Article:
Handling banking, money and taxes in Colombia comes with its share of bureaucracy. The language barrier may also mean that expats have to enlist the help of a Spanish friend or translation professional.

As in any country, tax matters can become complex. It may be worthwhile for expats to hire a tax professional to ensure they remain on the right side of the law. 


Money in Colombia

Colombia's currency is the Colombian Peso (COP). Unlike most other currencies which are usually subdivided into cents or an equivalent, the peso is the lowest unit of Colombian currency. It isn't further subdivided.

  • Notes: 1,000 COP, 2,000 COP, 5,000 COP, 10,000 COP, 20,000 COP and 50,000 COP

  • Coins: 5 COP, 10 COP, 20 COP, 50 COP, 100 COP, 200 COP, 500 COP and 1,000 COP


Banking in Colombia

Banking in Colombia is a relatively straightforward process. Expats will find that as long as they have the correct documents, opening a bank account is simple. It's also easy to find ATMs and most places accept credit cards.

Opening a bank account

Expats wishing to open a savings account or current account can do so at a local Colombian bank or a multinational bank like HSBC or CitiBank.

There are several documents required to open a bank account. These vary from bank to bank but usually include a Cedula de Extranjería (Colombian ID document for foreigners), passport and visa, proof of address, and proof of employment and income. Some banks may ask for references or require a Colombian guarantor – expats usually find that employers are willing to fulfil these requirements.

Applications usually take about two weeks to process. Expats will be notified of the approval and will need to go to the bank to fetch their new card.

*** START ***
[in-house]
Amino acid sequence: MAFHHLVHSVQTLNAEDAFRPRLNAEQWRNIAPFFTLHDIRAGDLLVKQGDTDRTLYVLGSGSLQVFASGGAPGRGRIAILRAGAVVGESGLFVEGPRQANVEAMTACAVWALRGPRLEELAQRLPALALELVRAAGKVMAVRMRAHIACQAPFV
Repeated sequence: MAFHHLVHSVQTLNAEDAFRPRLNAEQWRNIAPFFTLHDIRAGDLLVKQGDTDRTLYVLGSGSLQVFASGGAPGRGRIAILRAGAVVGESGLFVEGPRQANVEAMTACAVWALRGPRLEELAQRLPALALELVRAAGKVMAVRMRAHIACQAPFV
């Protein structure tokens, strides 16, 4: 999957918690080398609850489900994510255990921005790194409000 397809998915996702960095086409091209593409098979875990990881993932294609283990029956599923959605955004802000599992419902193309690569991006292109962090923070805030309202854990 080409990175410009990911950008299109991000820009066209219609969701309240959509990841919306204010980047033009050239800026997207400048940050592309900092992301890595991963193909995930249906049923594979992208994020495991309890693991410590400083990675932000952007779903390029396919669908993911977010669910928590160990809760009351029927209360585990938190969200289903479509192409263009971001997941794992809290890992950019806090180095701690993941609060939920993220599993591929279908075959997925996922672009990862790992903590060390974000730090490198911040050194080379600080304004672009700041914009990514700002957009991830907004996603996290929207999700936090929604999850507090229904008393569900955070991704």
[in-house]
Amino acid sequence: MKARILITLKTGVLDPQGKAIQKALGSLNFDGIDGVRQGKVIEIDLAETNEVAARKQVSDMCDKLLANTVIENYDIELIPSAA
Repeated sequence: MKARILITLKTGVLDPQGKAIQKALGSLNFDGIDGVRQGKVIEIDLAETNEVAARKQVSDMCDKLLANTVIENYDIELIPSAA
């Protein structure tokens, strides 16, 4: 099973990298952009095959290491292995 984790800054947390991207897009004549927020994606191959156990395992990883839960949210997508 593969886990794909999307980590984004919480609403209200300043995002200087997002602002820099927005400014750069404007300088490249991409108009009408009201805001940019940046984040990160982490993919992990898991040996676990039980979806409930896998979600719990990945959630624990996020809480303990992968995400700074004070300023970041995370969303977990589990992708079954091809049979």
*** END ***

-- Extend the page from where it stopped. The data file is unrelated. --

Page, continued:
Credit cards and ATMs

Expats are unlikely to be granted a credit card from a Colombian bank unless they already have an existing credit record in the country or have been banking in Colombia for six months or more. New arrivals in need of a credit card will either have to bring one from home and possibly bear steep transaction fees or else apply for a credit card with an international bank in Colombia. References from a previous bank back home can boost their chances of approval.

In major cities, credit cards are accepted just about anywhere including shops, hotels and restaurants. Expats should, however, not be surprised if they're asked to present some form of identification before they can pay with a credit card. In smaller towns places that accept credit cards may be few and far between. Similarly, ATMs are easy to find in big cities but can be scarce in smaller towns.

Some ATMs only offer withdrawals at certain hours of the day or place a limit on withdrawal amounts at night for safety reasons. Expats should be aware of their surroundings at all times while using an ATM and should be wary of anyone loitering close by. 


Taxes in Colombia

Tax in Colombia is either deducted monthly from a salary or paid in an annual tax return. Tax return submissions usually close around April or May each year and there is a penalty for filing tax returns late.

Full-time residents – foreigners who are in Colombia 183 days or more within a tax year – must pay tax on their total worldwide income. Those who spend fewer than 183 days a year in Colombia are only taxed on their earnings from within the country.

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